Disadvantages of Tooth Whitening
How to Glue in a Dental Bridge
How Do I Repair a Partial Plate Denture?
What Are the Treatments for Swollen Gums Due to Braces?
How to Remove Dental Cement From Teeth
Tooth Braces and Pain
Dental Terminology Abbreviations
- Cleveland Clinic: Dental Crowns
- Consumer Guide to Dentistry: Full Mouth Reconstruction
- Columbia University College of Dental Medicine: Simple Steps to Better Dental Health: Placing Dental Implants
- Melisa Foundation: Titanium Allergy
- ADA Center for Evidence-Based Dentistry. Clinical practice guidelines.
- Sen B, Blackburn J, Morrisey MA, et al. Effectiveness of preventive dental visits in reducing nonpreventive dental visits and expenditures. Pediatrics. 2013;131(6):1107-13. doi:10.1542/peds.2012-2586
- Bader J. Insufficient evidence to understand effect of routine scaling and polishing. Evidence-Based Dentistry. 2005;6(1):5-6. doi:10.1038/sj.ebd.6400317.
- Olson LB, Turner DJ, Cox GM, Hostler CJ. Prosthetic joint infection following dental cleaning despite antibiotic prophylaxis. Case Rep Infect Dis. 2019;2019:8109280. doi:10.1155/2019/8109280
- American Dental Association. Antibiotic prophylaxis prior to dental procedures.
- Weintraub JA, Stearns SC, Rozier RG, Huang CC. Treatment outcomes and costs of dental sealants among children enrolled in Medicaid. Am J Public Health. 2001;91(11):1877-81. doi:10.2105/ajph.91.11.1877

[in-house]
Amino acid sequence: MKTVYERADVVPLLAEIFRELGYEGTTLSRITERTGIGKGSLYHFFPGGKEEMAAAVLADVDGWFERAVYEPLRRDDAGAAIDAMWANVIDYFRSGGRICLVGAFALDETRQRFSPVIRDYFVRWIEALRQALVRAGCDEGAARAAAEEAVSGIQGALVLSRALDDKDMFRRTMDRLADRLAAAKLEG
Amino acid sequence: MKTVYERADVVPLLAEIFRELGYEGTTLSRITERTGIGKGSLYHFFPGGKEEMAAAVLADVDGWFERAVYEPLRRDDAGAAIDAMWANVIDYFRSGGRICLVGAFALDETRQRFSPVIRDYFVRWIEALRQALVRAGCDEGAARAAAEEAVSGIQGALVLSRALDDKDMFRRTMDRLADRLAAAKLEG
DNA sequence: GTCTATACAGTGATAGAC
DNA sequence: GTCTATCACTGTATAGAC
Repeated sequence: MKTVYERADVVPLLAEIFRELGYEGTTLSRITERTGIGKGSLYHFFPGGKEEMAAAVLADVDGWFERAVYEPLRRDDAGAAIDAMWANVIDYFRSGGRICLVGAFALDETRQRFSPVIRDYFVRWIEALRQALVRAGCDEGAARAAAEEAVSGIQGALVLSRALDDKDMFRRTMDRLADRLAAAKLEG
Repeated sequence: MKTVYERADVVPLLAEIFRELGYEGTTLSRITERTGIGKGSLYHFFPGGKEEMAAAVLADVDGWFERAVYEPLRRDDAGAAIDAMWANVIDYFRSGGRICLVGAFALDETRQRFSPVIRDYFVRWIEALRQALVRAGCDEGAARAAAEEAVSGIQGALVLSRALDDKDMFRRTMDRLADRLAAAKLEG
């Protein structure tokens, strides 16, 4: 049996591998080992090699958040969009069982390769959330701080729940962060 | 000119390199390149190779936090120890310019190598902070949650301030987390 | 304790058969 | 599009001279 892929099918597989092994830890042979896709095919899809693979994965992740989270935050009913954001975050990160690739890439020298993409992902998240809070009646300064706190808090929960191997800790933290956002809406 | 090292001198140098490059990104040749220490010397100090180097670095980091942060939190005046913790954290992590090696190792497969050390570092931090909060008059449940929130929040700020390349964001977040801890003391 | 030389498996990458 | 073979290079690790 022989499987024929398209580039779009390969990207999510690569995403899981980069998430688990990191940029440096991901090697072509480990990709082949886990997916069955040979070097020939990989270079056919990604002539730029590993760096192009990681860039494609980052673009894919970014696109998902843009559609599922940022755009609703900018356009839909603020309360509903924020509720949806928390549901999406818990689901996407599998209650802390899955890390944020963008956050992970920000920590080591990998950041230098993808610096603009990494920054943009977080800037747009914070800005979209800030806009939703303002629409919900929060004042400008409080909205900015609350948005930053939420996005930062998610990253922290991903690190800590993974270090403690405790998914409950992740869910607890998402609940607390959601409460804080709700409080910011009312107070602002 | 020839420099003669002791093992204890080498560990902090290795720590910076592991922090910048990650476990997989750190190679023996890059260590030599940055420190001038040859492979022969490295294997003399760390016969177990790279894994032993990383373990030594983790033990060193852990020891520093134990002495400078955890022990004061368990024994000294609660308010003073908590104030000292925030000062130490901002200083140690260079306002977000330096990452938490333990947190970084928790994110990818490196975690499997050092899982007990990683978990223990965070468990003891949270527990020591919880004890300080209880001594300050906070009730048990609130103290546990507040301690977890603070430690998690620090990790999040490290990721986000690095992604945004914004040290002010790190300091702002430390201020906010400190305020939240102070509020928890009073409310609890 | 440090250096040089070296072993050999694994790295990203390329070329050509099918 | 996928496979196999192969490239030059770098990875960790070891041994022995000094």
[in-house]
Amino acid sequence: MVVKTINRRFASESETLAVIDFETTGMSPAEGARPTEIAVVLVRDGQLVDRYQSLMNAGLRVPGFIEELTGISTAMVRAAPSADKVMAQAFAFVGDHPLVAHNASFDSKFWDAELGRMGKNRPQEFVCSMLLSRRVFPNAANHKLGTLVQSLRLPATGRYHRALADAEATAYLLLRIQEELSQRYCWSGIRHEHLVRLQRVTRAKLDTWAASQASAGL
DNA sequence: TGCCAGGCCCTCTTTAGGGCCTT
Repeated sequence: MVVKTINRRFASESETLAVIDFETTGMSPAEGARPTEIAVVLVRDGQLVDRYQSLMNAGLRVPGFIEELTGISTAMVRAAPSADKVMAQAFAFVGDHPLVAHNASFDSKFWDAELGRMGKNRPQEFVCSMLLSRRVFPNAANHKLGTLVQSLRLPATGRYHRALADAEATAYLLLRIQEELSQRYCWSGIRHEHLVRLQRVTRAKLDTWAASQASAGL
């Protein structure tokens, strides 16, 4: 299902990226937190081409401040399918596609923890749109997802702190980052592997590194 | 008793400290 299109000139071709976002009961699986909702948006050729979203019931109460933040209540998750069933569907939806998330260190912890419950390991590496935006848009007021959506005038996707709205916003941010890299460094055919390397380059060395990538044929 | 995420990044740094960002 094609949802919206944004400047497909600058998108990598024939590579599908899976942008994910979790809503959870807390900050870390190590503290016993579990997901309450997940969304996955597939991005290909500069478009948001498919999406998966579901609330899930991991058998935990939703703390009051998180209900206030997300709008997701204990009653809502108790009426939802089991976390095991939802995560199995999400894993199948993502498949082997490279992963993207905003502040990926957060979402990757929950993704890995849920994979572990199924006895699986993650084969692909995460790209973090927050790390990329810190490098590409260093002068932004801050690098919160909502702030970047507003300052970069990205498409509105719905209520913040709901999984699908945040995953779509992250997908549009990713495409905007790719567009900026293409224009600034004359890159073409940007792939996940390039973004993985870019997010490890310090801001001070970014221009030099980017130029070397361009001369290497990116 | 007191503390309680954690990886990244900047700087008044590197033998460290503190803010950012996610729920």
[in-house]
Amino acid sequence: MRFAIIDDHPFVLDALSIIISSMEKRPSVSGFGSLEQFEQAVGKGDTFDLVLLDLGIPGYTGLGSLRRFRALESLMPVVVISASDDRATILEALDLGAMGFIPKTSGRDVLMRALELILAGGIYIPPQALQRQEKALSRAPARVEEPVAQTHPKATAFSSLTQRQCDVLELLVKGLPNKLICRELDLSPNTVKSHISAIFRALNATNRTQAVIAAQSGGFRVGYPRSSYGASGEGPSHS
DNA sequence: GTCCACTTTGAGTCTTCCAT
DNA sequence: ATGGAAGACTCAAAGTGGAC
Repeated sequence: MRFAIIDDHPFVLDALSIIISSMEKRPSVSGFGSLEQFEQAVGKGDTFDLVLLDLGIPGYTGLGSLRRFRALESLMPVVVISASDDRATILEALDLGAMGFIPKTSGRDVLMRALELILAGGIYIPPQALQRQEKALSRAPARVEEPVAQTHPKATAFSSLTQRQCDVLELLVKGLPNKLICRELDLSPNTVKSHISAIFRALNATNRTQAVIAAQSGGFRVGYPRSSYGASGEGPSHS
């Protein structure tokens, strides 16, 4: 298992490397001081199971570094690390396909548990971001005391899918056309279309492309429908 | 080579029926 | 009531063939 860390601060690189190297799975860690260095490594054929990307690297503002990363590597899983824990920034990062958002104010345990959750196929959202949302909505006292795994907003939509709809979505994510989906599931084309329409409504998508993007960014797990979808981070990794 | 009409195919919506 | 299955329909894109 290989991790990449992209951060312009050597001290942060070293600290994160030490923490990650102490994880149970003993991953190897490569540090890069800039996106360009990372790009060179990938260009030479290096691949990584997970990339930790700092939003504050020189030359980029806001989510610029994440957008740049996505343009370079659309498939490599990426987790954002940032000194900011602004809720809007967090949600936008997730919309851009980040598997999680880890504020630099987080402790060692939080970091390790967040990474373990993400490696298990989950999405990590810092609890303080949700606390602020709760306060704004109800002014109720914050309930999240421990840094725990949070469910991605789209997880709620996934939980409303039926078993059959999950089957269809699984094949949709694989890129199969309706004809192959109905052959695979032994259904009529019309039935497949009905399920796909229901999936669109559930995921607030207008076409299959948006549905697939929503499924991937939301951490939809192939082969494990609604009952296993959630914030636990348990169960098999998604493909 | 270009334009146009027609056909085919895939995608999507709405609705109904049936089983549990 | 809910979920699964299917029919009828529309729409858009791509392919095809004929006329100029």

- US Preventive Services Task Force. Dental caries in children from birth through age 5 years: Screening. Updated September 29, 2014.
- Sambunjak D, Nickerson JW, Poklepovic T, et al. Flossing for the management of periodontal diseases and dental caries in adults. Cochrane Database of Systematic Reviews. December 2011. doi:10.1002/14651858.cd008829.pub2
- Walsh T, Worthington HV, Glenny A-M, Marinho VC, Jeroncic A. Fluoride toothpastes of different concentrations for preventing dental caries. Cochrane Database of Systematic Reviews. April 2019. doi:10.1002/14651858.cd007868.pub3
- American Dental Association. Dental Radiographic Examinations: Recommendations for Patient Selection and Limiting Radiation Exposure. U.S. Department of Health and Human Services.
- Bader, J. (2005). Insufficient Evidence to Understand Effect of Routine Scaling and Polishing. Nature.com.
- Christal, A. Dental Prophylaxis. The Edmonds Orthopedic Center.
- Cochrane. Drug treatments for Constipation Caused by Antipsychotic Medications.
- Gelber, S. (2016). Surprisingly Little Evidence for the Accepted Wisdom About Teeth. The New York Times.
- Sen, B., Blackburn, J., Morrisey, M.A., Kilgore, M.L... Menachemi, N. (2013). Effectiveness of Preventive Dental Visits in Reducing Nonpreventive Dental Visits and Expenditures. AAP News and Journals Gateway.
- The U.S. Preventative Services Task Force Staff. Final Recommendation Statement Dental Caries in Children from Birth Through Age 5 Years: Screening.
Amelia Smith is a freelance writer and editor who specializes in writing about fitness, nutrition, parenting, health, and medicine. She has a decade's worth of experience editing for online and print publications, including Parenting, Glamour, and Woman's Day. She obtained her Bachelor of Arts from the University of Hawaii.